Shlohmo, Vacation EP     (Friends of Friends)

A 14-minute stopgap between “real” releases, these three tightly wound drops of atmospherica actually satisfy more than any number of L.A. producer Henry Laugher’s extended projects. Not that those earlier hour-plus albums have ever suggested flagging energies or inspiration. It’s just that here the brevity allows Laugher to highlight tricks that might soon turn overbearing - the twinning of wordless female vocal with cheesy metal guitar solo, cheap-ass digital glitch as primary beat conductor, a repetitive clattering rhythm set atop chunky single-line guitar picking. All set to minor chords, of course. 

Esperenza Spalding, Radio Music Society     (Heads Up Int’l)

She’s young, she’s attractive, she plays bass, she learned her craft studying the work of Ron Carter and Dave Holland, she is of jazz yet loves pop. Sounds promising. And more than a few tracks here expand upon that promise - “Cinnamon Tree,” the Q-Tip aided “Crowned & Kissed,” Joe Lovano’s solo on “I Can’t Help It”. But while her instrumental abilities aren’t in question, neither are they all that notable for an industry in which such skills are taken for granted. Vocally, she exudes mere pleasantries. And her much-vaunted compositional style seems to spring from the dubious theory that Stevie Wonder’s key contribution to late-20th century culture was tricky time signatures. Plus, words. In those rare occasions in which singer-dominated jazz/pop succeeds on its own terms, some type of balance tends to be struck between the frothiness of the music and a lyrical ironic distancing. Spalding prefers to work outside the realm of the symbolic. Hence, “Radio Song” is about how groovy it is to hear good songs on the radio, while her encomium to that “wise and sturdy” “Cinnamon Tree” notes roots firm in the ground to “soak up what’s around”. Are you taking notes, class?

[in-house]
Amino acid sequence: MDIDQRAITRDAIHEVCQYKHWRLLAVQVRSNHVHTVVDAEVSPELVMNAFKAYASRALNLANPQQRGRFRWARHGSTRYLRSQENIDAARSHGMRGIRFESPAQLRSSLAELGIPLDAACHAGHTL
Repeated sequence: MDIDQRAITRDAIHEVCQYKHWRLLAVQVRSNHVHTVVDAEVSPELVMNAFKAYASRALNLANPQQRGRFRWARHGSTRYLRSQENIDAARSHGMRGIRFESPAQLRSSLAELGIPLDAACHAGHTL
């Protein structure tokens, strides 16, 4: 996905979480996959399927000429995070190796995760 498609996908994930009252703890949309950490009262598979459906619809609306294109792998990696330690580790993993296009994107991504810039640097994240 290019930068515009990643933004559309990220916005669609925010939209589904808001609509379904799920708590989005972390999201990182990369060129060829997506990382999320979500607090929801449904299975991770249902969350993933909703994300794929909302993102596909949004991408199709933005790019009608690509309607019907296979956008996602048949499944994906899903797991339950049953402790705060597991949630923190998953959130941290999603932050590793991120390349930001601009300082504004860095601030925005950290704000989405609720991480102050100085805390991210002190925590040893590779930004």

Odd Future Wolf Gang Kill Them All, The OF Tape Vol. 2     (Odd Future)